Yes, I know this wasn’t my most brightest idea. Can you really blame me though? We all have fallen in love and done questionable actions. This most certainly was one of them.
Word trade center taken by Hugo Morel
Before you think I joined the nation of Islam, let’s backtrack a few months. I was dating my girlfriend at that time who was originally from Egypt. She was someone who meant the world to me. This was the same one I broke up with on my travels throughout Europe. Someone who played a part of my life for three years. I bought the tickets to go to Egypt before we broke up. I wanted to see her hometown and her life before she left to live in the western world.
Protester’s signs of 9/11 taken by Hugo Morel
Of course we broke up; however, life goes on. So, I was stuck with tickets to Egypt. Might as well make the most of it. Didn’t realize that the tickets were on 9/11, until after it was too late to cancel without a fee. Now looking back, it’s ironic that I work at the world trade center while writing this post. Also, the building where I work was completely destroyed during 9/11. Life has a weird sense of humor.
Now back to the story, my family heard of me traveling on 9/11. They were extremely worried and upset. I couldn’t tell them that I was going to the Middle East because I didn’t want any unnecessary heart attacks. They just told me to make sure I bring a cross necklace with me. Looking back, that’s probably what saved me.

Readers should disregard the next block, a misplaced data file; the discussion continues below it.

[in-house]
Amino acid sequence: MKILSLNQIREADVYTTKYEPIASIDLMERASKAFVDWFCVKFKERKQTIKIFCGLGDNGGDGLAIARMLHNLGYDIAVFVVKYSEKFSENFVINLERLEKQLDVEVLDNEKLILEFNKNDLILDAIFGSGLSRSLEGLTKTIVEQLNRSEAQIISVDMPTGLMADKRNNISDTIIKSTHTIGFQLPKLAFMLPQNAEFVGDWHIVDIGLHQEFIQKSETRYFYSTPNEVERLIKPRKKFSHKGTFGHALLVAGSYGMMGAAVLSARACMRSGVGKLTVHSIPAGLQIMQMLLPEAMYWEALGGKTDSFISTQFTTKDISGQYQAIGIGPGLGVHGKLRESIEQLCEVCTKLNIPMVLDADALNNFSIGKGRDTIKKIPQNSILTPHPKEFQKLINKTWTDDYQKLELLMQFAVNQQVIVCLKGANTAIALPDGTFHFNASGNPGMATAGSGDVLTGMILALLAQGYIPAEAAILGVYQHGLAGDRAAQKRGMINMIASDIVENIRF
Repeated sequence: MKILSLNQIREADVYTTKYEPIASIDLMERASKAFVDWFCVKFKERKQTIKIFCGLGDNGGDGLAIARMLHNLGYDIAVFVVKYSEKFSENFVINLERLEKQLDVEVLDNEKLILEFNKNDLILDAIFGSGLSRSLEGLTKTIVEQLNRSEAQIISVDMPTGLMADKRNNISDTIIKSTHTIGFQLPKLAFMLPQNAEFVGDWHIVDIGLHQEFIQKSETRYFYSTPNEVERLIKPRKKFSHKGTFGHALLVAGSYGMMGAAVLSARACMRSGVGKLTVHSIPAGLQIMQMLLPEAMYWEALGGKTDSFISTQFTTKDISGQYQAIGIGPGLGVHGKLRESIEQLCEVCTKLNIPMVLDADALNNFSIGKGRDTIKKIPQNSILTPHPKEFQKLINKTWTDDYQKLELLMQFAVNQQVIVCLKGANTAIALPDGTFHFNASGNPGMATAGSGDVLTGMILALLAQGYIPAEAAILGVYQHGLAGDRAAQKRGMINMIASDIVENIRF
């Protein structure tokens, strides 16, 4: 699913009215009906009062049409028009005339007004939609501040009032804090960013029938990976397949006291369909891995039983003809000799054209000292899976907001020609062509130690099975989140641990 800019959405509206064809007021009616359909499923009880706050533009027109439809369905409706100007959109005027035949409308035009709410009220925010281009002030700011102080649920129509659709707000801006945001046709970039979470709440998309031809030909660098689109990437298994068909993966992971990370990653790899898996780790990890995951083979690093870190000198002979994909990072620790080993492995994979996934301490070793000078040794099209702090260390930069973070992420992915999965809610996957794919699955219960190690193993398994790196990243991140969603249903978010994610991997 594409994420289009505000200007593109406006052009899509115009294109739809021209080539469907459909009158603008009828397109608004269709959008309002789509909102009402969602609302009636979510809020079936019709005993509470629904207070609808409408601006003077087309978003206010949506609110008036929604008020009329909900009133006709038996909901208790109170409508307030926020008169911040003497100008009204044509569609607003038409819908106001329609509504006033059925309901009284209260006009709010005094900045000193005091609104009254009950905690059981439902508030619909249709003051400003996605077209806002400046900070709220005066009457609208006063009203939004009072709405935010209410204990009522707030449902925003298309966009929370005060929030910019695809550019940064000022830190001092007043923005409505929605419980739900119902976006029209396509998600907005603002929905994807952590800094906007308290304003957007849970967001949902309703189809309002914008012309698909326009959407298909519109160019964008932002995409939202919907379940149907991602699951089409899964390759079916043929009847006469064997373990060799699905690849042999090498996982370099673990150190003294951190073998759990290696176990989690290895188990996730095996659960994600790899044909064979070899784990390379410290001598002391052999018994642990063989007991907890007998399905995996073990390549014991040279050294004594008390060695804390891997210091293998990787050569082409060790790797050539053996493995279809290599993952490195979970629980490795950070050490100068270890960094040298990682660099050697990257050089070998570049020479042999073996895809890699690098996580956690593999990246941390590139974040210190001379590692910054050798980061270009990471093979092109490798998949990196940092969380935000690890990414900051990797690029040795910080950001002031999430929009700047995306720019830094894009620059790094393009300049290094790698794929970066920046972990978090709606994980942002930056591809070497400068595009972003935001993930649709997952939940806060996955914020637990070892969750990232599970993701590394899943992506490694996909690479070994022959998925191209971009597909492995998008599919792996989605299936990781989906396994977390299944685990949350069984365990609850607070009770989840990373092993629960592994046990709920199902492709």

flying out of JFK with a view over Manhattan taken by Hugo Morel
When I finally got to the airport, everything was normal; until, I got to the check in. I was traveling on a German airline. The airline worker at the front desk looked at me, then at looked at the ticket. She said in a worried tone,”oh, you are going to that country.” Asked her what she meant by that; however, she changed the subject. Deep down, I knew they thought I was probably some type of terrorist. This the first time ever I experienced racism in perspective of an Arab.
Got to the security, where they check your bags. Showed the security guard my ticket and he gave me a face of hatred. He didn’t questioned it, just kept giving me a look of hate. I could sense, I wasn’t welcomed.
Finally, got to the line to put your bags through the x-rays machine. Not sure, if the security guard told his coworker where I was going but, they pulled me to the side. The guard asked me in a serious tone, “where are you going?” Told him that I was going to Egypt. He kept looking at me funny. Then he noticed, I was wearing a necklace. He asked in a demanding voice, “what’s that on your neck?!” I responded,”it’s a cross my family told me to wear.” I pulled it out and he studied it. After a few minutes, he let me go on my way and gave me back my cross. Finally, got my bags and my Egyptian adventures were about to start.
Sitting on the plane waiting for the take off, I started thinking. This experience really changed my views. I started wondering, if this is something Arabs have to face a lot. The weird thing is that I’m actually of Lebanese descent. However, my family that are Lebanese are Maronite Christians. So this experience was really new to me. Plus, I never was once treated like an Arab because not many people know that about me. I just tell them, I’m afrolatino because that’s how I was raised to be. After this experience, I have empathy towards middle Eastern people.
Thank you for taking your time reading this post. Much love and safe travels!
My name is Hugo. Been writing posts on this blog since the very beginning and one of the founders of the # 1 Itinerary. I have traveled to 5 continents and on my journey to go to all seven